This guilty look that dogs have when they have made a mistake makes us believe that they regret their act. According to scientists, this posture is animated by something other than a feeling of guilt.
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Do our dogs feel remorse after disobeying or misbehaving? Nothing is less certain, according to science. Although it has been shown that our four-legged friends can experience primary emotions such as joy and fear, there is currently no scientific proof that they have secondary emotions, much more complex. These include pride, jealousy, but also guilt.
The guilt, precisely, the dogs give the impression to have them in different situations, as when one returns home and one discovers a broken or chewed object, the dog standing next to it while looking downcast. The remorse implies that the dog understands that he has done something wrong. Is this really the case?
A study by Alexandra Horowitz, published in 2009 in the scientific journal Behavioral Processes, attempted to answer this question. It consisted of analyzing the behaviors of dogs to which the owners asked not to eat a delicacy placed before them in a room. It has been established that the reaction of canids has not changed, whether or not they have consumed the coveted food. On the other hand, the researchers found that their attitude changed according to that of their masters. If they scolded them, they would adopt that broken posture that is often misinterpreted as an expression of their guilt.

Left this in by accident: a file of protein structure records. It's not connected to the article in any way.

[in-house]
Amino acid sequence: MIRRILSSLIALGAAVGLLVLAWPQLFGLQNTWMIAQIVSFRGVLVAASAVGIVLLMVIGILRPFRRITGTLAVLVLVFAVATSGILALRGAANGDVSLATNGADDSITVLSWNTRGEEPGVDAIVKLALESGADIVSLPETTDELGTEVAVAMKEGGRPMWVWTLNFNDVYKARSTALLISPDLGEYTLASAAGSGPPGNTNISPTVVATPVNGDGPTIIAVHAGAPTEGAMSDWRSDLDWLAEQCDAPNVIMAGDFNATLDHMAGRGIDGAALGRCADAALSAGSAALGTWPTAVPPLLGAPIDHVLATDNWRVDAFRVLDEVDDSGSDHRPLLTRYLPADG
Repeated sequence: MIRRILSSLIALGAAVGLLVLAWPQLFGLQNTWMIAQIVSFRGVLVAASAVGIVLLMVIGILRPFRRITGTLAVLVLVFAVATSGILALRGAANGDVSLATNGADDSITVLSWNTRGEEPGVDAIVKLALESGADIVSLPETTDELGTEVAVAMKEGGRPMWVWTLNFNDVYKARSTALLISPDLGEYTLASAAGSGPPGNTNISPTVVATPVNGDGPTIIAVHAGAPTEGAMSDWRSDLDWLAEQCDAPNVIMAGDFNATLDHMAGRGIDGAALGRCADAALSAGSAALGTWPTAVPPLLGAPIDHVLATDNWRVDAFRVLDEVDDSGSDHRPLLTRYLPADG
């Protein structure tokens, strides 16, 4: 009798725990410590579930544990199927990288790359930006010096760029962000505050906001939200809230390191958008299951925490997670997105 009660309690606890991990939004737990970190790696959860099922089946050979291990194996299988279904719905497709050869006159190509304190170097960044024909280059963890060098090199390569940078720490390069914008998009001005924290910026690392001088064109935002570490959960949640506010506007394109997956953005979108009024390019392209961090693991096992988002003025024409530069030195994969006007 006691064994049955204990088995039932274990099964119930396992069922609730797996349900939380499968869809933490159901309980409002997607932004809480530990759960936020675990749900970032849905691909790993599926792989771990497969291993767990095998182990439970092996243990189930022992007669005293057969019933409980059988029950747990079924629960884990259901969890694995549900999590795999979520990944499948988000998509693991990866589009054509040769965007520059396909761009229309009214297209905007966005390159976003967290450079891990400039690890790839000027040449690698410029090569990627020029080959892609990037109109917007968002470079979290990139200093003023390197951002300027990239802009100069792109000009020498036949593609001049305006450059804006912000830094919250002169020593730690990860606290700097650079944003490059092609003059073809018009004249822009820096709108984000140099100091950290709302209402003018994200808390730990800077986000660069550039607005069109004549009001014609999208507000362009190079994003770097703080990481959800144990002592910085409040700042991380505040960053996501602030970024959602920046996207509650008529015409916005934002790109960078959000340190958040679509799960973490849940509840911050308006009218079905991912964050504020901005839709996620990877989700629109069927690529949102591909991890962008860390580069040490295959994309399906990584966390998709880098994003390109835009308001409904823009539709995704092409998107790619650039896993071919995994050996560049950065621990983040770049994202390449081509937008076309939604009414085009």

Posture that would also be inherited from the ancestor of the dog, the wolf, according to animal behaviorist Nathan H. Lents, who has signed an article on the subject in Psychology Today. He explains that within packs of wolves, members were punished by being ignored, marginalized. They then tried to be accepted again in the group by opting for a submission approach, quite similar to the “guilty” look that the offending dogs take.